The NASW statement for LGBTQ people is an appropriate and necessary action for the minority group. There have been many instances of people in governmental positions who have not followed the laws that have been passed for gay people. One incident that received much attention occurred in June 2015 after same-sex marriage was legalized in the United States. County Clerk worker Kim Davis from Kentucky refused to hand out marriage licenses to gay people, due to her religious belief that same-sex marriage is wrong and an abomination to God. Davis was sent to prison for 5 days for her refusal to hand out licenses and for being in contempt of court. However, many people supported Davis’ stance on gay marriage, such as Senators Ted Cruz and Mike Huckabee .
In some states, there are no state protections for LGBTQ people in terms of employment, housing, and attending public places. For instance, in the state of Pennsylvania, same-sex couples can get married, but they can also get fired, evicted from housing, and be told to exit a restaurant just for being LGBTQ. While Senator Dianne Feinstein has tried to get the Employment Non-Discrimination Act (ENDA) passed, there is a part of the act that states that religious institutions and businesses with a religious affiliation can choose to deny services to gay people. Since most people who discriminate against LGBTQ individuals are religious and conservative, this clause needs to be removed. This is one major reason social workers need to advocate for the LGBTQ population. Social workers need to help rewrite ENDA, so all LGBTQ people can feel safe at work, out in public, and in schools.

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There are so many individuals who want to eradicate the rights that same-sex people have or thwart the passage of laws that can extend more rights to LGBTQ people. With the election of President Donald Trump, there are more anti-gay pieces of legislation that may be passed, such as the First Amendment Defense Act, which would give some businesses the right to refuse services to gay people without any repercussions from the government . There is also a threat that gay marriage could be repealed under Trump, which is why social workers must fight to make sure this does not happen and lobby for continued protection for LGBTQ people. Lack of equal protections for LGBTQ people often leads to more hate crimes against them.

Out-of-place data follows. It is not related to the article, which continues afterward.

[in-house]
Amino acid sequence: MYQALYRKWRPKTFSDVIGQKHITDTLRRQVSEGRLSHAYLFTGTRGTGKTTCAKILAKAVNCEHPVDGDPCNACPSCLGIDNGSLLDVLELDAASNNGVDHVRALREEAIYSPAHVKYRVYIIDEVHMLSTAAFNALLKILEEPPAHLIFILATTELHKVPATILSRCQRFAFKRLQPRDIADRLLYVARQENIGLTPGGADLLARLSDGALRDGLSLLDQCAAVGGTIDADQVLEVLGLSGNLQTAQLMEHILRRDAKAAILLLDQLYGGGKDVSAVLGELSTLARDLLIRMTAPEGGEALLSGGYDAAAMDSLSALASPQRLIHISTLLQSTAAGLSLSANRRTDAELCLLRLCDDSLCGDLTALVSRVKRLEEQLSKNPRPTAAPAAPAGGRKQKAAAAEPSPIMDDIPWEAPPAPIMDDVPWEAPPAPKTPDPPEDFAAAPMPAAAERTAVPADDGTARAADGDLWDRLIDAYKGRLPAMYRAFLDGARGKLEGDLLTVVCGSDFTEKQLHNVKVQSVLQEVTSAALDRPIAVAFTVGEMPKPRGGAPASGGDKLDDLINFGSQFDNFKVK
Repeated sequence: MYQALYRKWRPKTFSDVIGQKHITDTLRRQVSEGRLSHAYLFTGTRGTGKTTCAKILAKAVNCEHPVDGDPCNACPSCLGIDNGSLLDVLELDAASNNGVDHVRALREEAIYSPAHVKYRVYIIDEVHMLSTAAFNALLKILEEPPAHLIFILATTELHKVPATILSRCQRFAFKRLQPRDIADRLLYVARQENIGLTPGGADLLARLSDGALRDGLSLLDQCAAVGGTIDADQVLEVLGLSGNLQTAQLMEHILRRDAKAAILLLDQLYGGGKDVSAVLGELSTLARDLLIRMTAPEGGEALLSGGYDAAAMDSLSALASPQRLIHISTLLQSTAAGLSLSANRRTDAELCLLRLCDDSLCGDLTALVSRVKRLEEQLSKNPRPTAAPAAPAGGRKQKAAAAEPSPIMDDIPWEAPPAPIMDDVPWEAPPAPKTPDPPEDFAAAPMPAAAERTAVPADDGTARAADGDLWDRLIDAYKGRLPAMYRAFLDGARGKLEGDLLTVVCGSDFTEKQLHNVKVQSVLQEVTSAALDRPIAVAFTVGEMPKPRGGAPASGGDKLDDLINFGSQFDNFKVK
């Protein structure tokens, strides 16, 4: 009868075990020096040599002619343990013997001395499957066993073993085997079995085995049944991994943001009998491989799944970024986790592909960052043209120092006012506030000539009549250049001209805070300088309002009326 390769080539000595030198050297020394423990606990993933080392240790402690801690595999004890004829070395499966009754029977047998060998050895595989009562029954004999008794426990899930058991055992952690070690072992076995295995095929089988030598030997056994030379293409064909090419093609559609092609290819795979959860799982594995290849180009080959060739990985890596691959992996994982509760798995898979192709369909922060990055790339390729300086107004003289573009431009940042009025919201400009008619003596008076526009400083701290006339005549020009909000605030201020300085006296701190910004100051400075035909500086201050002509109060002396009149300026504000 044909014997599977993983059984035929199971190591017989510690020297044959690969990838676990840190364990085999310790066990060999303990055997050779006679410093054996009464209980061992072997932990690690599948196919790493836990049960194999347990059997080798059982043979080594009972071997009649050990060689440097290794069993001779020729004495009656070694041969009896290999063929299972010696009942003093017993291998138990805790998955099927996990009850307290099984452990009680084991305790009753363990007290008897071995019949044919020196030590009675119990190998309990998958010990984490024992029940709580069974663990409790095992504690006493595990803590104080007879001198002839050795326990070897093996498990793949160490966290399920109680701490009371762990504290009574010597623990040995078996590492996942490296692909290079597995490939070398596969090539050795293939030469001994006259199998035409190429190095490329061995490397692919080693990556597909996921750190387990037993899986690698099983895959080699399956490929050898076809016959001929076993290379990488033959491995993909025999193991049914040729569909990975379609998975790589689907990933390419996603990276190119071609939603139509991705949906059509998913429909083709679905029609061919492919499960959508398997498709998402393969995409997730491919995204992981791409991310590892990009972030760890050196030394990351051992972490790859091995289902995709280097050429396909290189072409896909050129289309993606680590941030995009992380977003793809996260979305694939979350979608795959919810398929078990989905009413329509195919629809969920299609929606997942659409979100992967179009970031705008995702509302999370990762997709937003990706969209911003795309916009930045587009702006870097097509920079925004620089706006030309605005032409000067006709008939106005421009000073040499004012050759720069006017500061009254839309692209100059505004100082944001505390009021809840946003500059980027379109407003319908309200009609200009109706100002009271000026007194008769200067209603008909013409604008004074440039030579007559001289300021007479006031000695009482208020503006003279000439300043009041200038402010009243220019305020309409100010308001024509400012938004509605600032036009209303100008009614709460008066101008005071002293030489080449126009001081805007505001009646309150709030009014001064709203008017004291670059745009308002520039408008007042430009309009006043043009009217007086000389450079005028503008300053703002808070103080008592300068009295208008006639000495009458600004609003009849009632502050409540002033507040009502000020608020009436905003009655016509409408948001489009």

According to a New York Times article, LGBTQ people are the most targeted group for hate crimes. The Pulse nightclub shooting in Orlando, Florida in June 2016 resulted in 50 gay people being killed and 50 people injured . Shooter Omar Mateen possessed hatred for gay people and took out his rage on innocent individuals. It was also suspected that Mateen may have been gay himself and was experiencing internalized homophobia about his conflicted sexuality. This hatred is something that social workers can help to curb in their treatment of LGBTQ clients and in their communities, homes, and schools.

Today, bullying of LGBTQ people occurs in person and on social media websites after school hours are over. Cyberbullying has resulted in gay people resorting to suicide, due to the torture, isolation, and shame. Therefore, social workers need to keep advocating for stricter laws in terms of cyberbullying and to ensure that all social workers are treating LGBTQ people the same as other people. I think that social workers need to band together more and hold LGBTQ conferences and workshops for promoting the LGBTQ group. This can include coming out groups, gay parenting concerns, same-sex marriage groups, and gay couples trying to adopt. Social workers need to keep fighting for LGBTQ rights, so that hate crimes decrease and every gay person gets the same federal, local, and state protections guaranteed to heterosexual couples.

  • O’Hara, M. E. (2016, December 21). First amendment defense act would be ‘devastating’ for LGBTQ Americans. Retrieved from Nbc
  • Park, H., & Mykhyalyshyn, I. (2016, June 16). L.G.B.T. people are more likely to be targets. Retrieved from The New York Times :
  • Wong, C. M. (2016, November 4). Kim Davis has no plans to pay legal fees after marriage equality battle. Retrieved from The Huffington Post :